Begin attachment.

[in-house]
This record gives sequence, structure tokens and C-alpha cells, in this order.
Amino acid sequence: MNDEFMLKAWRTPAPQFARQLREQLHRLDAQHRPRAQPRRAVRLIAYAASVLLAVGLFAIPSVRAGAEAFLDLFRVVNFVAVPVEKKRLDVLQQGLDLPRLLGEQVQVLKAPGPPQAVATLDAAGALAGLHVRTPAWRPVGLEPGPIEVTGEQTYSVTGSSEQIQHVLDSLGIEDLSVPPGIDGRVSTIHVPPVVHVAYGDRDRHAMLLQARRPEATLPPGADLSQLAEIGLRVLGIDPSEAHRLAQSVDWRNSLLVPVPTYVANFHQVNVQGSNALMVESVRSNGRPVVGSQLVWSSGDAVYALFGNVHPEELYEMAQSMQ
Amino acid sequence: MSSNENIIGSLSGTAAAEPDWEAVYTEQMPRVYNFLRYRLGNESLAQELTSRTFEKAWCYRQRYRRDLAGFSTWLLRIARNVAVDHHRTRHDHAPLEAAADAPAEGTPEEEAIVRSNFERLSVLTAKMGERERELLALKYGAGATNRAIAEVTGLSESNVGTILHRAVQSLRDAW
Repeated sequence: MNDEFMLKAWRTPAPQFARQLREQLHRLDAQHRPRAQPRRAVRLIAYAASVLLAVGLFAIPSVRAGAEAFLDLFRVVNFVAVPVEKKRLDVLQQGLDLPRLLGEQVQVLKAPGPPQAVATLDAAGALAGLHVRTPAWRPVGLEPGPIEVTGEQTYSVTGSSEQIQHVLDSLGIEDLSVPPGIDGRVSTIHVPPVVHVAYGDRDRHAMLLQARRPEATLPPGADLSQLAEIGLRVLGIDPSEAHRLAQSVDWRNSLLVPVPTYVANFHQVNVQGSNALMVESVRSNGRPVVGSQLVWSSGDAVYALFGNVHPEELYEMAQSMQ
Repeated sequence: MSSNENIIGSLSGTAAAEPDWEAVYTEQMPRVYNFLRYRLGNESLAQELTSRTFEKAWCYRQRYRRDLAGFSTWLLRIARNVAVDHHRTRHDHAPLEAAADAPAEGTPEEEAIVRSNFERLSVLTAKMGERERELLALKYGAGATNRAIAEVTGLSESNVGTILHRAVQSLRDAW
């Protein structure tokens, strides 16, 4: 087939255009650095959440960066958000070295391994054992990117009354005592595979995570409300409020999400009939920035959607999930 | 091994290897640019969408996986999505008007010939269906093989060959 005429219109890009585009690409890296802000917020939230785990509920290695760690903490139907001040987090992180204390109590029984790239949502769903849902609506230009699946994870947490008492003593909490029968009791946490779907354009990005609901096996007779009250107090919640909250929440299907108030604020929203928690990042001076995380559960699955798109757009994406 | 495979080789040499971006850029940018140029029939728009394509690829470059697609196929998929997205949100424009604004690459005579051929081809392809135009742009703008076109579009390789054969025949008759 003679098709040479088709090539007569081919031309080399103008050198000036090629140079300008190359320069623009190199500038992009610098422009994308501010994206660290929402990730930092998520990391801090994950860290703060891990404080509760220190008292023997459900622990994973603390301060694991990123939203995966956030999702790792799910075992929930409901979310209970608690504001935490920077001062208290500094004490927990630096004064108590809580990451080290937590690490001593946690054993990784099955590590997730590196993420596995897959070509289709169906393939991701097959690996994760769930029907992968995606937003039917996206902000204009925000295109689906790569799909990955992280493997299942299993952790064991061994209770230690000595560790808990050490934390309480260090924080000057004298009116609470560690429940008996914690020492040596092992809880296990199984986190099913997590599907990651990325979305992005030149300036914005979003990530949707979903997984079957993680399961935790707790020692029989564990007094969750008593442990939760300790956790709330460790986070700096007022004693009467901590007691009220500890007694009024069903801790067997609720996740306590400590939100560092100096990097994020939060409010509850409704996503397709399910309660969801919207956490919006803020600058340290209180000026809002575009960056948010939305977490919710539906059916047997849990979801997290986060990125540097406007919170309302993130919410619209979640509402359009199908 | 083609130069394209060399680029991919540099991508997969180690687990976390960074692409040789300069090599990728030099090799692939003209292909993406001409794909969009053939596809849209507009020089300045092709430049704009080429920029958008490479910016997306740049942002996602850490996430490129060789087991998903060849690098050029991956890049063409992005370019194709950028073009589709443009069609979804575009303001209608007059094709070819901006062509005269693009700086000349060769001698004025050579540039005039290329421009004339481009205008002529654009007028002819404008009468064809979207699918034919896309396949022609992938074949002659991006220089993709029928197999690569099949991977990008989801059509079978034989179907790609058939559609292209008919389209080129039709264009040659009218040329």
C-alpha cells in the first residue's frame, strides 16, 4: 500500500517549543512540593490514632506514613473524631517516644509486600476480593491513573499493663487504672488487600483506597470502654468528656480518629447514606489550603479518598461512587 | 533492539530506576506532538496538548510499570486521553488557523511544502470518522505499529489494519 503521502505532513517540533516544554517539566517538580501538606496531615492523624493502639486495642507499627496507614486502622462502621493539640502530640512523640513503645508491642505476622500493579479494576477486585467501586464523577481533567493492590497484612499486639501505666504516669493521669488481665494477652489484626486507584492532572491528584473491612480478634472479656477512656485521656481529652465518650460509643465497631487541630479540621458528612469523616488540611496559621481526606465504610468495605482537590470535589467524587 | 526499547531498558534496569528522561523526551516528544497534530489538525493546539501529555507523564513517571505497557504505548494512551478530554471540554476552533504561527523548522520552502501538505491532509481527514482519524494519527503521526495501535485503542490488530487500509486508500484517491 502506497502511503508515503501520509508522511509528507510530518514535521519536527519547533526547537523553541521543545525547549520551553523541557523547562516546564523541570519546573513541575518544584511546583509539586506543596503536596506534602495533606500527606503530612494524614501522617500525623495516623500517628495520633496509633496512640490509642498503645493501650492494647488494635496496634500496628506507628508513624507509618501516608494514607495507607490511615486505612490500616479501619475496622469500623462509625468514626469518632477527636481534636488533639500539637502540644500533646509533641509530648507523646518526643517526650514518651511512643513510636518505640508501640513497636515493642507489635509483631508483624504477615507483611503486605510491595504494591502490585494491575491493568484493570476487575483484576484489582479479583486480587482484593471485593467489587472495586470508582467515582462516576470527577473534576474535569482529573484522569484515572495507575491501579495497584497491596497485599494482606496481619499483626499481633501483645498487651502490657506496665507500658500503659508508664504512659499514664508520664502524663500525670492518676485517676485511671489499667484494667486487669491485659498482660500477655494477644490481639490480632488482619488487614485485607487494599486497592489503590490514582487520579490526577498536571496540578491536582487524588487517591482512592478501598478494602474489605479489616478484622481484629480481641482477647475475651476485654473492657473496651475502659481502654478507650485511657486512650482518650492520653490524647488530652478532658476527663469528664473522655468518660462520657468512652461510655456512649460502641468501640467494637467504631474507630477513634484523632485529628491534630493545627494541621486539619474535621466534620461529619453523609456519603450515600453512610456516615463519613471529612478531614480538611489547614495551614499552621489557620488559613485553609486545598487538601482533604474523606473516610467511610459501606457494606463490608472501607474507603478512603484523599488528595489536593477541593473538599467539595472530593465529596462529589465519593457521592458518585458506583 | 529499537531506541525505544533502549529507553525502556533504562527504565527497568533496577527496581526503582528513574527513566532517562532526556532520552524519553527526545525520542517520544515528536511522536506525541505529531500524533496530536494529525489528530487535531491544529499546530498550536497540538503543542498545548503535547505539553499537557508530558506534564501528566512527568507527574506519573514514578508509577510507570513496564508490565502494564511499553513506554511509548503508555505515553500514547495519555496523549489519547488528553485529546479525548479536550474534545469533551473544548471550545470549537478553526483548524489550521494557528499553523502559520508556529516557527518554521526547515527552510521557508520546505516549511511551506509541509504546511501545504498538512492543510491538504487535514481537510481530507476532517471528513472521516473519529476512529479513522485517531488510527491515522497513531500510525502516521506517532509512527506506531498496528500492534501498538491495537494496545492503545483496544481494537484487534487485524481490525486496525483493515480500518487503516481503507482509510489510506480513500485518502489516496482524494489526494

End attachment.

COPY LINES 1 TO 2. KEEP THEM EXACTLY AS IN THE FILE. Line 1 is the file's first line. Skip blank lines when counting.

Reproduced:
[in-house]
This record gives sequence, structure tokens and C-alpha cells, in this order.